Whatever one’s own religious or spiritual beliefs, Bach’s St Matthew Passion is one of the most, perhaps the most, affecting depictions of the torturous final episodes of Jesus Christ’s mortal life on earth: simultaneously harrowing and beautiful, juxtaposing tender stillness with tragic urgency.
Lindy Hume’s sensational La bohème at the Berliner Staatsoper brings out the moxie in Puccini. Abdellah Lasri emerged as a stunning discovery. He floored me with his tenor voice through which he embodied a perfect Rodolfo.
Listening to Moritz Eggert’s Caliban is the equivalent of watching a flea-ridden dog chasing its own tail for one-and-half hours. It scratches, twitches and yelps. Occasionally, it blinks pleadingly, but you can’t bring yourself to care for such a foolish animal and its less-than-tragic plight.
A large audience packed into the Wigmore Hall to hear the two Baroque rarities featured in this melodious performance by Christian Curnyn’s Early Opera Company. One was by the most distinguished ‘home-grown’ eighteenth-century musician, whose music - excepting some of the lively symphonies - remains seldom performed. The other was the work of a Saxon who - despite a few ups and downs in his relationship with the ‘natives’ - made London his home for forty-five years and invented that so English of genres, the dramatic oratorio.
A new recording, made late last year, Morfydd Owen : Portrait of a Lost Icon, from Tŷ Cerdd, specialists in Welsh music, reveals Owen as one of the more distinctive voices in British music of her era : a grand claim but not without foundation. To this day, Owen's tally of prizes awarded by the Royal Academy of Music remains unrivalled.
On March 24, 2017, Los Angeles Opera revived its co-production of Jacques Offenbach’s The Tales of Hoffmann which has also been seen at the Mariinsky Opera in Leningrad and the Washington National Opera in the District of Columbia.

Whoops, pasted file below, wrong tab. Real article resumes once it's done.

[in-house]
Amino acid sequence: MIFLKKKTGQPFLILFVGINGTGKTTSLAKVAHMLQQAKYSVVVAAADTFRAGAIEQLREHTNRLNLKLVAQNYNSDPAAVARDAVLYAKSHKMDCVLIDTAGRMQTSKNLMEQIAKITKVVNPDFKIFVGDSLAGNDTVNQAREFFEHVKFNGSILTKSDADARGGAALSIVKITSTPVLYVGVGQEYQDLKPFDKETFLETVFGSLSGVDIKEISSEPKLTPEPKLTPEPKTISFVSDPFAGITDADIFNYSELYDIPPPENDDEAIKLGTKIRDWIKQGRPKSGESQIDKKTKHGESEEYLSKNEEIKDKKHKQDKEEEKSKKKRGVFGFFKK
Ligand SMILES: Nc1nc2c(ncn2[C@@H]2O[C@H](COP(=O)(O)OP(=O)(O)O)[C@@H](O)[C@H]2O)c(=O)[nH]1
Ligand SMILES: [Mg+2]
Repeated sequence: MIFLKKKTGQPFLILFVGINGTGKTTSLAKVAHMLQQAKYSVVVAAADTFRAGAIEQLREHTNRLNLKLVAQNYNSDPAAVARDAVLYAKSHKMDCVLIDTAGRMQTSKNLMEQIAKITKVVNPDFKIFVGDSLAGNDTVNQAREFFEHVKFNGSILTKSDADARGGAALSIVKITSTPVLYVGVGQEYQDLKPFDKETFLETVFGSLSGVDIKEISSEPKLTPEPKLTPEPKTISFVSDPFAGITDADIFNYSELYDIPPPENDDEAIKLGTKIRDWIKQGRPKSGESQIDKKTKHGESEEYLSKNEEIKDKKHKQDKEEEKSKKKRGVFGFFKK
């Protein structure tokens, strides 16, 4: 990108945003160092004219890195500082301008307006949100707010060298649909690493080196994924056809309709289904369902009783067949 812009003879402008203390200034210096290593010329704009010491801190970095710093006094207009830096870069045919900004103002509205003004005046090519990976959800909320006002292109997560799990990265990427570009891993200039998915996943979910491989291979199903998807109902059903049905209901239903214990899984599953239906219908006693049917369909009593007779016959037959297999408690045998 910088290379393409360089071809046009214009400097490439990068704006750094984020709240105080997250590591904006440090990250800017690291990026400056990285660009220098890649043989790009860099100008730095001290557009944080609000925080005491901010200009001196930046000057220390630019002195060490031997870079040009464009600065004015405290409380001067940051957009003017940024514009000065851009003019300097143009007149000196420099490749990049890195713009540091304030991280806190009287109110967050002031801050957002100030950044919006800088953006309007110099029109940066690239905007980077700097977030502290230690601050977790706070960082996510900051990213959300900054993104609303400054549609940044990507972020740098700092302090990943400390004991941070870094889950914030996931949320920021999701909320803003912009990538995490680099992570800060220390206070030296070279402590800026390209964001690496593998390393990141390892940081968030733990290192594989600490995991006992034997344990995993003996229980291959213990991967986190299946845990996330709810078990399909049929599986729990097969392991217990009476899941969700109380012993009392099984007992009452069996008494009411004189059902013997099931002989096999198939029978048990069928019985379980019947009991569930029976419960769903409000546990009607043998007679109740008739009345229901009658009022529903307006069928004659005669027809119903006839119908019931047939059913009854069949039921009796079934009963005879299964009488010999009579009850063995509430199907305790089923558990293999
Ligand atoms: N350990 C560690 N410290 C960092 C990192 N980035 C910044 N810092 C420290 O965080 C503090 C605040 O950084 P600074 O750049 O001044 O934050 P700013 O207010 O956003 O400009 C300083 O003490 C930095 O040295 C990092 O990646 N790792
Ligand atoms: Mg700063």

From the director’s point of view, there are two ways to approach staging an opera.
It can be an ensemble work, with the main roles given relatively equal weight, and interaction between the characters central to plot development. An opera production can also be a star vehicle, in which a single principal (or more rarely, a pair of leads) carries the performance, while the rest of the cast plays supporting roles that sets off the drama of the “stars.” Some operas may be conceptualized either way, while others lend themselves naturally to one staging type or another: La bohème, for instance, works best as an ensemble piece, while Boris Godunov, particularly in its 1869 version, revolves around its protagonist. Arguably, so does Carmen whose femme fatale heroine writes not only her own tragic fate, but those of at least two other principals, Don José and Micaëla (the self-involved matador Escamillo will probably get over her death soon enough).
Sabina Cvilak as Micaela, Thiago Arancam as Don Jose. [Photo by Karin Cooper]